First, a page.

New school program will target weekend hunger
School lunches have never been known for their culinary excellence, but for many students they’re the best option around. Going home for the weekend means there might not be a hot lunch — or any lunch — on the table for a couple of days.
It’s a problem that’s not always easy to see, but it can have a noticeable impact on a student’s ability to perform in the classroom.
“They’re not getting their meal from school over the weekend and they’re coming to school hungry and therefore they’re not able to really focus on school,” said Khia Brown, community education director for the Rosemount-Apple Valley-Eagan School District.
Now, with a little help from the community, the district hopes to help students stop worrying about where they’ll get their weekend meals. Starting this fall, the district will partner with The Sheridan Story, a Minneapolis-based organization that assembles bags of food for students to take home on Friday afternoons.
The Sheridan Story, started in 2010 at North Minneapolis’ Sheridan Elementary School and hopes to be in 65 schools when the school year starts. The group packs bags each week with canned fruits and vegetables, canned proteins and grains and a few other staples. Churches and community groups partner with a school and pay $130 per student to fund the program for a year.
The district’s involvement with The Sheridan Story started two years ago when teachers at Greenleaf Elementary School in Apple Valley started noticing kids stuffing their pockets with food on Friday afternoons. They pooled their money for a snack program that year and bought granola bars and other items for the students. But the program was expensive and labor-intensive.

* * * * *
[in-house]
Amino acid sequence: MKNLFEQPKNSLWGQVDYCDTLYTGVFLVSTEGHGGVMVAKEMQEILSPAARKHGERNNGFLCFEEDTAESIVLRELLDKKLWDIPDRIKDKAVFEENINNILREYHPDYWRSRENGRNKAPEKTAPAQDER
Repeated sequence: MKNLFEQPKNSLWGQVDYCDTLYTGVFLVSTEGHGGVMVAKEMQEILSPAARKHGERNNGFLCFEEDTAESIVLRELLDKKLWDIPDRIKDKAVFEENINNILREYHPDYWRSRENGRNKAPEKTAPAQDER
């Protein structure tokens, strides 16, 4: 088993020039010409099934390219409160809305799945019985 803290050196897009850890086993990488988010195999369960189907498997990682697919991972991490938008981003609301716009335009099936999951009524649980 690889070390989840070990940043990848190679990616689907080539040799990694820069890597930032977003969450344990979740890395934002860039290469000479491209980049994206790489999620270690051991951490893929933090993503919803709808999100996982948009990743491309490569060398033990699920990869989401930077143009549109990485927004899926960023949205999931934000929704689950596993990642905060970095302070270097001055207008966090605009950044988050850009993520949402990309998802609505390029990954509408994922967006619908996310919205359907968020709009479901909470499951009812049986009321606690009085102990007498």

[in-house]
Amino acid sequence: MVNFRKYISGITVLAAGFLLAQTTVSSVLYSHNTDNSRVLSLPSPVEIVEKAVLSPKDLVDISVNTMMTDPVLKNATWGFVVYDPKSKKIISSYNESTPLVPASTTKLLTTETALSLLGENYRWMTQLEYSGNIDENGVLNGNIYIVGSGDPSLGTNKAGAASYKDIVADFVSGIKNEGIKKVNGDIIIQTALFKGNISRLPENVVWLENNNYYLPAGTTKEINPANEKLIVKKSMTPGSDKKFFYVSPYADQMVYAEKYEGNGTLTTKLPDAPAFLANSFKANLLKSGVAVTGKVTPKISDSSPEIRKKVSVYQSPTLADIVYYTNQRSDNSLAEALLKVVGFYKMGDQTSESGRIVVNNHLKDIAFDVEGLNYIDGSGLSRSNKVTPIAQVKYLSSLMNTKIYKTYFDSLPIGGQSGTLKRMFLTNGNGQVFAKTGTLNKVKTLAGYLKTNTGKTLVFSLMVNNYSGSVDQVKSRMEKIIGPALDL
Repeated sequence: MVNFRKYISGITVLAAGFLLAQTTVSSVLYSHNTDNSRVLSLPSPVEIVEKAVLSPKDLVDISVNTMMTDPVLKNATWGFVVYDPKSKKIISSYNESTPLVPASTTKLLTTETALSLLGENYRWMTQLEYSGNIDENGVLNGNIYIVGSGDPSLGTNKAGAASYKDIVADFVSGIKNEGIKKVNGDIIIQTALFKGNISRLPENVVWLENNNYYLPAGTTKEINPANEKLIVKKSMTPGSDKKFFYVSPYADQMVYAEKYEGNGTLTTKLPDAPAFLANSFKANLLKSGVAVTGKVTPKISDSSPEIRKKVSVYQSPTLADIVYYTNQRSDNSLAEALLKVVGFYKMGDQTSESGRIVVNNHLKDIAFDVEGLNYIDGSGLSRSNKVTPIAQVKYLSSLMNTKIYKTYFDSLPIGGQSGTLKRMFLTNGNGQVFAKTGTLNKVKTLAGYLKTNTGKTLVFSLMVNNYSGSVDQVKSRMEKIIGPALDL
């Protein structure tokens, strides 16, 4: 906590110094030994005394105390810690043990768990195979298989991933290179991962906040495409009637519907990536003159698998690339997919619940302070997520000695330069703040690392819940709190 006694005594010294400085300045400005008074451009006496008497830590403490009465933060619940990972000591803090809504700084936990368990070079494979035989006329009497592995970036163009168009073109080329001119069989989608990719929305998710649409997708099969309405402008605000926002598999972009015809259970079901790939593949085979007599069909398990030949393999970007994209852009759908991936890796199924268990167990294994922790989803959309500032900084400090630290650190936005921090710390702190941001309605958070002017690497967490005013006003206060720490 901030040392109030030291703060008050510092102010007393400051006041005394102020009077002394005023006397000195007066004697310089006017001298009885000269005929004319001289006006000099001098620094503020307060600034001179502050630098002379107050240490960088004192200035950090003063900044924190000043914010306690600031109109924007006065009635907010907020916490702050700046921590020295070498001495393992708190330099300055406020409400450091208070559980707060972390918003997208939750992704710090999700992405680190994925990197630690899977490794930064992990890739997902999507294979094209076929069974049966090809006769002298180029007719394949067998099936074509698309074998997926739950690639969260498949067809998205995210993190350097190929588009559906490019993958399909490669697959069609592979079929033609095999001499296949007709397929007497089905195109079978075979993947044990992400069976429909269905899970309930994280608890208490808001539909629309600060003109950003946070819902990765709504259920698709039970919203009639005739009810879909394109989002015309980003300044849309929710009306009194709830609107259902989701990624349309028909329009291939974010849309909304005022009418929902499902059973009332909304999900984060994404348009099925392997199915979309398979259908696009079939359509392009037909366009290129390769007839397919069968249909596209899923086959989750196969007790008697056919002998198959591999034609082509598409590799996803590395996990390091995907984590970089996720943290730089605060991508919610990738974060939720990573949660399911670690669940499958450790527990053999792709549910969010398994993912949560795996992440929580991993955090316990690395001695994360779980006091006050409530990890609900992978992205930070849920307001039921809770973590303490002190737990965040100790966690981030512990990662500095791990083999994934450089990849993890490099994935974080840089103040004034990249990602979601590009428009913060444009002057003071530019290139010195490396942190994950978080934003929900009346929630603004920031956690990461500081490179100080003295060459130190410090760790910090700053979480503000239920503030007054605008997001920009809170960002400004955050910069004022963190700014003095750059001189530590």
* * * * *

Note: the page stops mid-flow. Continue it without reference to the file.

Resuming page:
The school partnered with The Sheridan Story the next year, and things went well enough that executive director Rob Williams hopes to bring the program to every district elementary school this year.
Williams said schools where The Sheridan Story’s food program is in place have seen improvements in test scores and classroom behavior.
“The kids feel better about themselves,” he said. “They don’t have to worry about food.”
Because The Sheridan Story does not receive federal funding, it is available to all students, not just those who qualify for free or reduced-price lunches.
Brown held a meeting earlier this year with churches in the district to get things moving. As of last week, there were sponsors in place for eight of the district’s 18 elementary schools and one middle school.
Rosemount Elementary School already has a similar program in place.
Rosemount Rotary has stepped forward to sponsor Shannon Park Elementary School, offering to pay for up to 10 students there to receive food each week. That is the estimated participation at the school.
Rotary president Jason Lindahl said the club had talked for a while about finding a way to address hunger needs in the community. When one of the club members saw a Sheridan Story presentation, he brought the program to the rest of the club.
“We liked that there was a focus on addressing this issue in particular, because it’s something our club has been hearing about for a while,” Lindahl said. “We liked that there was an established relationship with the school district already and a track record for this particular organization.”
Shannon Park social worker Jim Simony is excited to have the program in place. While participation at the school is expected to be lower than at other district schools — 50 students participated last year at Greenleaf — he still sees a need.
Simony calls 10 students a soft number for the school.
“I would be joyful if the number was higher. Not so much that there is a demonstrated need but that people feel comfortable enough with us (to ask for help),” he said. “We believe it’s going to give a sense of calmness and increased achievement as a result.”
The Sheridan Story is still looking for sponsors for other schools. For information call Brown at 651-423-7720.